Garry Disher’s website says he “is one of Australia’s best-known authors”. I hope he’s not reading this because I haven’t heard of him. Apparently he’s mostly famous for crime fiction, as he writes concerning another of his novels that it “received rave reviews, but apart from a couple of shortlistings, sank without trace in Australia. It’s my belief that it wasn’t “read” properly, that it was assumed that a crime and children’s writer couldn’t write a “literary” novel.”
Disher (1949- ) has a Masters in Australian History from Monash University and The Stencil Man (1988) is, he says, one of two World War II novels stemming from research he did for an Australian History textbook. It is reflective of an earlier post of mine, Internee 1/5126 about my Great etc Uncle interned during WWI, in that it is the fictional account of the internment during WWII of Martin Linke, who had emigrated to Australia from Germany in 1925, married an Australian woman, become naturalised and was the owner of a small farm near Casino in northern NSW.
Linke has the custody of his two children after his wife has run off to find excitement elsewhere, but in 1942 he is arrested by his local grocer in his uniform as a captain in the VDC militia, and a friendly policeman, and put on that night’s train to Sydney which, having come down from Brisbane, contains Japanese, Italian and German internees from further north. Martin makes friends with another German, Uwe Wurfel: “‘My mother and father and I came here in 1905. I was sixteen,’ said Wurfel. ‘In 1915 they interned my father; now it is my turn.'”
His children are taken in by his sister in law and her husband who live nearby, but Martin is constantly worried that his feckless ex-wife will come back to claim them.
The story is slight, but interesting (and only 112pp). Martin and Wurfel are taken first to a camp at Liverpool, on the outskirts of Sydney, and then to Tatura, north of Melbourne, irrigated farming country, where there are different camps for each nationality. I’m sure Disher’s research is good, but I was surprised by the pro-German and even pro-Nazi feeling of many of the internees, not all of them long term Australian residents, though I don’t think they included any military prisoners of war.
The men are able to choose whether or not to work, on roadworks and so on, or to study, or simply loaf. A few get together to run a patisserie. Martin is one of those who maintains a garden plot, but he also makes stencils of remembered Bavarian scenes for his children, for other internees to buy – the camp issued tokens as a form of internal currency – and on at least one occasion, for the camp newspaper, of the sinking of HMAS Sydney by the disguised German raider the Kormoran.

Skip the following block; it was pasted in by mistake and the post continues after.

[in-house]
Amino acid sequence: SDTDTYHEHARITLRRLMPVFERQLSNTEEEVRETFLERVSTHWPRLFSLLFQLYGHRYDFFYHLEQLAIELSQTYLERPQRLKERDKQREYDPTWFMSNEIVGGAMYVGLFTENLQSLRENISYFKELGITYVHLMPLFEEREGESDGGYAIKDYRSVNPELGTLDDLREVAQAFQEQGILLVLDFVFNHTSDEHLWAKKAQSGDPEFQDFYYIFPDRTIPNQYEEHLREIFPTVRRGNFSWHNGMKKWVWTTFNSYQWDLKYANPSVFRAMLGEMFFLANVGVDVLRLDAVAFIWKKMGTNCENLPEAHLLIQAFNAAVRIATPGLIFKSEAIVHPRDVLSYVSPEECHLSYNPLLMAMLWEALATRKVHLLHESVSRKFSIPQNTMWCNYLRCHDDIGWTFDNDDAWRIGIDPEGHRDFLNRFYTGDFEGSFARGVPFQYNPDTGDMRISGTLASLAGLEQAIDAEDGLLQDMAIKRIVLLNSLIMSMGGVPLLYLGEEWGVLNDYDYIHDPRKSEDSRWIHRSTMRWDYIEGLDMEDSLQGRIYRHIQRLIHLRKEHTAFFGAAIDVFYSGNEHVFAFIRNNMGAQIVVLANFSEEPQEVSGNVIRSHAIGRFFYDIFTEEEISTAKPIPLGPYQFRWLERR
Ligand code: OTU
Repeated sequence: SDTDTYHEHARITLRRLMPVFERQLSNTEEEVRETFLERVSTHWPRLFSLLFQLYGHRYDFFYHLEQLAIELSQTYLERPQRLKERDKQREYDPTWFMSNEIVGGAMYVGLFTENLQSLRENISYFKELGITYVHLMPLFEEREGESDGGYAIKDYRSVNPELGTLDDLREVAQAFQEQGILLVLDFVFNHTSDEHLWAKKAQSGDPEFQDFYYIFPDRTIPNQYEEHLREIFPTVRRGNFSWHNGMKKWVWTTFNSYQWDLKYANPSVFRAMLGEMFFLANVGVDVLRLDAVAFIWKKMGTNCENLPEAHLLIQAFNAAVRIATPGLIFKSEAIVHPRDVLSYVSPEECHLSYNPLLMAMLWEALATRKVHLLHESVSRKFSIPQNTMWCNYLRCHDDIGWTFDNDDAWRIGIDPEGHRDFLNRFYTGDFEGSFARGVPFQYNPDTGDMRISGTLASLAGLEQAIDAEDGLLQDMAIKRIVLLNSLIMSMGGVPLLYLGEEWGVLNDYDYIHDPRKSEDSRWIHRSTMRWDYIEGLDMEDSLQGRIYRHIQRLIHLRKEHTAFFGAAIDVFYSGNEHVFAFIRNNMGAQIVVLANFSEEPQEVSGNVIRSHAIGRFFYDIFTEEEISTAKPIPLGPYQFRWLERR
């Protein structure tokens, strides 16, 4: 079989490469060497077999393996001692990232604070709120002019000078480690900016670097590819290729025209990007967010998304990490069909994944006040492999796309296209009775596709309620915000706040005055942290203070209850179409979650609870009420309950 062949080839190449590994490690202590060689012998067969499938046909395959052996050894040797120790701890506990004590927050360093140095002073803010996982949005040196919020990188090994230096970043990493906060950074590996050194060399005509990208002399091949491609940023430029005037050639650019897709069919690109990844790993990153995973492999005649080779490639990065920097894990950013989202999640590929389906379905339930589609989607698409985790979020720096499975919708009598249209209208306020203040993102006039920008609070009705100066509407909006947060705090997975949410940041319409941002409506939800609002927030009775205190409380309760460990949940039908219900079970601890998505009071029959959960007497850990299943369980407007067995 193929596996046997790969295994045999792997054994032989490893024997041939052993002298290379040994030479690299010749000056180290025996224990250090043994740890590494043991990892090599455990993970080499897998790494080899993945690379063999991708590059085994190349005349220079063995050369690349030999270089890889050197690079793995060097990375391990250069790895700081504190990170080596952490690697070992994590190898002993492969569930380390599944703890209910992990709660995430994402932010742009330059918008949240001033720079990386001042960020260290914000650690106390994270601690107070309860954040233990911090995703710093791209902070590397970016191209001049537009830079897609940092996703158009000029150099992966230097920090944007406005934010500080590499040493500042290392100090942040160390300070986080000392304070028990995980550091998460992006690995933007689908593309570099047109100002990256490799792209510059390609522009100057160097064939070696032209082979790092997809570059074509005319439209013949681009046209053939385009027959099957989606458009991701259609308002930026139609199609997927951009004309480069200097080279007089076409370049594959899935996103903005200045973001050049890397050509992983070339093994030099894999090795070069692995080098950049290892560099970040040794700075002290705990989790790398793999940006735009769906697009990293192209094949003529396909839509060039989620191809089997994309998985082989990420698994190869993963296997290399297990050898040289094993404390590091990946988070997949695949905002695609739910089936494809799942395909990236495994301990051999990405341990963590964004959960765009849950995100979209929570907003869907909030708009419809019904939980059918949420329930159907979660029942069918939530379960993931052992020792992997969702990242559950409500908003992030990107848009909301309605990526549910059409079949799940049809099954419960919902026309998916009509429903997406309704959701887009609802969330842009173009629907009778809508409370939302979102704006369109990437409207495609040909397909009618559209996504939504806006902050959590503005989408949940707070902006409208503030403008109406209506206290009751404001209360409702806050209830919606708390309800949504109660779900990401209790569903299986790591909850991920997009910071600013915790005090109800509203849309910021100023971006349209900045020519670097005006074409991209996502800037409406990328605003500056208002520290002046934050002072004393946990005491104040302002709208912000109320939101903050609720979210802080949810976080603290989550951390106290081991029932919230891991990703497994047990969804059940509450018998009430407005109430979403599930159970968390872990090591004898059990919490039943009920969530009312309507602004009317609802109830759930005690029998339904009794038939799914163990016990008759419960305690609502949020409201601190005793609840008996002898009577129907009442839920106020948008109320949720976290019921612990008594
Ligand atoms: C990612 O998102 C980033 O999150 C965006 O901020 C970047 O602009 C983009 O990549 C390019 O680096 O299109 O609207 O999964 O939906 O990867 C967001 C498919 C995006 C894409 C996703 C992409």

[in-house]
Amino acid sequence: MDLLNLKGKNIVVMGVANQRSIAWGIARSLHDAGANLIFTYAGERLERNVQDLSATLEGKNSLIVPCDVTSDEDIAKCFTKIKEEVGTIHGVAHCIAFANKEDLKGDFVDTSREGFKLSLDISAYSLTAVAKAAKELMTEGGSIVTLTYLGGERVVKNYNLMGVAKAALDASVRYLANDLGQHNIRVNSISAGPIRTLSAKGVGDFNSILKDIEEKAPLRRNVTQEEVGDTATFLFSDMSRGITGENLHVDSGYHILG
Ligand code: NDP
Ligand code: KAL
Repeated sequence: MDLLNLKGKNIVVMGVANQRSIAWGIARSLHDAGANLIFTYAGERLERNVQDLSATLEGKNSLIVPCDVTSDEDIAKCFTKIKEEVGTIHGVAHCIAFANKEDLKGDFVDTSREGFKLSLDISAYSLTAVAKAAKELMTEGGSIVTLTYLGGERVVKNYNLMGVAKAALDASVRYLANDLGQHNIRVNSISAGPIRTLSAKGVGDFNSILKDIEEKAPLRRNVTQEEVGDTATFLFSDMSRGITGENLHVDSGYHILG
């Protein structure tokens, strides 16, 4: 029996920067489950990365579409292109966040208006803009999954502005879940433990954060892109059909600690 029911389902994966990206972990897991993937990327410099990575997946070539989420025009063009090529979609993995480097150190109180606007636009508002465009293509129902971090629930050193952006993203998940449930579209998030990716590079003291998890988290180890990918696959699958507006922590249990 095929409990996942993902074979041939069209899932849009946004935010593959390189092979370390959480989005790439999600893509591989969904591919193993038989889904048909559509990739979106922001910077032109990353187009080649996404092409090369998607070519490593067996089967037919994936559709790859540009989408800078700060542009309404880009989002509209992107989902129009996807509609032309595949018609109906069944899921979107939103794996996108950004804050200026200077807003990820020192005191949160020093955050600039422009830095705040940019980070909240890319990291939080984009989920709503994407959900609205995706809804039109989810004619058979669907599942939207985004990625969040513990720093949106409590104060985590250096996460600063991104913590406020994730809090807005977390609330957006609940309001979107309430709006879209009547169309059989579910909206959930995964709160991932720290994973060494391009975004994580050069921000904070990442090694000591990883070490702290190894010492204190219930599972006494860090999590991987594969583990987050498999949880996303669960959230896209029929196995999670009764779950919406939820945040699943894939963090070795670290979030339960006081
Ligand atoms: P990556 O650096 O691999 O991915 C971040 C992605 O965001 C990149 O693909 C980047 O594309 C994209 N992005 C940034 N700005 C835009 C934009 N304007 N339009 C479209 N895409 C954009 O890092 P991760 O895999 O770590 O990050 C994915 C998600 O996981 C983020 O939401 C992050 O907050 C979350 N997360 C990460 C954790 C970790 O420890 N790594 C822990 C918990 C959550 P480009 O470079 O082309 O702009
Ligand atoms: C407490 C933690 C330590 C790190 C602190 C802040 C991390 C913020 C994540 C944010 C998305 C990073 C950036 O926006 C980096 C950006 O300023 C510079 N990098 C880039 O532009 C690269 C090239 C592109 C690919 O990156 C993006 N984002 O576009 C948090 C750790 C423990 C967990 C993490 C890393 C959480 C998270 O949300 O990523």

At each step in the process of arrest and appeal the evidence against him is disturbingly light and it is obvious at least some of it is from his unhappy wife. A supplier of seeds has sent him a German tie pin which is found by police in his hanky drawer, he has attended lectures about German culture, in the camp he has been observed speaking to Nazi sympathisers, and he has contributed to the camp newspaper and so on. Wurfel is in an even more difficult position, as he is targetted by pro-Nazis within the camp and so is seen by the camp authorities as a trouble-maker and is given periods of solitary confinement which lead to him becoming increasingly withdrawn.
I grew up reading all the popular WWII books including of course, The Great Escape (Paul Brickhill, 1950) and the descriptions of camp life are surprisingly similar. Squadron leader Bushell and his subordinates at Stalag Luft III had their counterparts at Tatura in Dr Oser and his followers in their red berets. Oser would dine with the camp commander and his men were relied on by the Australians to enforce camp discipline. As at Stalag Luft III, the internees kept themselves busy with work or make-work, concerts, and the celebration of national days (May Day, Hitler’s birthday). There were even escape attempts by tunnelling.
Spoilers: If you’re actually planning to read this novel, you had better stop here. Martin becomes increasingly unhappy. He learns that his farm is being run by Italian prisoners of war while he remains locked up, and that his ex-wife has been visiting his children. The Nazis running the camp are deposed in a brief insurrection, but Martin and Wurfel as loners are classed with them by the Australians and so are persuaded by Egk, Dr Oser’s former right hand man, to escape with him.
[Martin] wanted to go home to put things right. They could throw him back into concentration camp again afterwards if they liked. Or prison: his spirit was murderous. Uwe Wurfel should go north and disappear, live in a rain-forest or go west to the opal fields like any old foreigner. Let Egk go with him. Egk was a marked man anywhere else. He dare not reveal his accent: here they think all foreigners are spies.
After three days huddling in deserted sheds and damp paddocks, they steal a car and petrol and drive to Sydney, where Egk’s contact has already been arrested and so make their way by goods train to Casino …
I don’t often say this, but I enjoyed this work of Australian historical fiction. I was a bit sorry on researching this review to find that Martin was completely fictional and not Disher’s uncle or somesuch (and at some stage in the family tree I imagine Disher was originally Discher) but it is thoughtful, hopefully accurate, and the descriptions of people and country are compelling.
Garry Disher, The Stencil Man, Imprint, Sydney, 1988